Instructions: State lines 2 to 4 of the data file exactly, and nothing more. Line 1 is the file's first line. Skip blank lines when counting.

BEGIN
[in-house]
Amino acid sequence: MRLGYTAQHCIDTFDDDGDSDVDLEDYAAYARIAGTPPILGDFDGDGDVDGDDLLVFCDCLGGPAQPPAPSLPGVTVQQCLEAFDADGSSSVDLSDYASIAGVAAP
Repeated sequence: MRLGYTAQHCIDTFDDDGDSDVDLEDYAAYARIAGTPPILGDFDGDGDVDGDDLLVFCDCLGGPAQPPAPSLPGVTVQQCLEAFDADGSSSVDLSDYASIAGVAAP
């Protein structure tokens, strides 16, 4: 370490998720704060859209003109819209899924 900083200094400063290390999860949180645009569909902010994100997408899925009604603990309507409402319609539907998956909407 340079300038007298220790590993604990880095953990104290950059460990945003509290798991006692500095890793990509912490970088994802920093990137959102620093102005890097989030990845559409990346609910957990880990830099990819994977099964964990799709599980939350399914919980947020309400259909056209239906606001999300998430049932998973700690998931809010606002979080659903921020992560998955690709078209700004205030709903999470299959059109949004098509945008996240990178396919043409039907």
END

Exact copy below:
Amino acid sequence: MRLGYTAQHCIDTFDDDGDSDVDLEDYAAYARIAGTPPILGDFDGDGDVDGDDLLVFCDCLGGPAQPPAPSLPGVTVQQCLEAFDADGSSSVDLSDYASIAGVAAP
Repeated sequence: MRLGYTAQHCIDTFDDDGDSDVDLEDYAAYARIAGTPPILGDFDGDGDVDGDDLLVFCDCLGGPAQPPAPSLPGVTVQQCLEAFDADGSSSVDLSDYASIAGVAAP
């Protein structure tokens, strides 16, 4: 370490998720704060859209003109819209899924 900083200094400063290390999860949180645009569909902010994100997408899925009604603990309507409402319609539907998956909407 340079300038007298220790590993604990880095953990104290950059460990945003509290798991006692500095890793990509912490970088994802920093990137959102620093102005890097989030990845559409990346609910957990880990830099990819994977099964964990799709599980939350399914919980947020309400259909056209239906606001999300998430049932998973700690998931809010606002979080659903921020992560998955690709078209700004205030709903999470299959059109949004098509945008996240990178396919043409039907």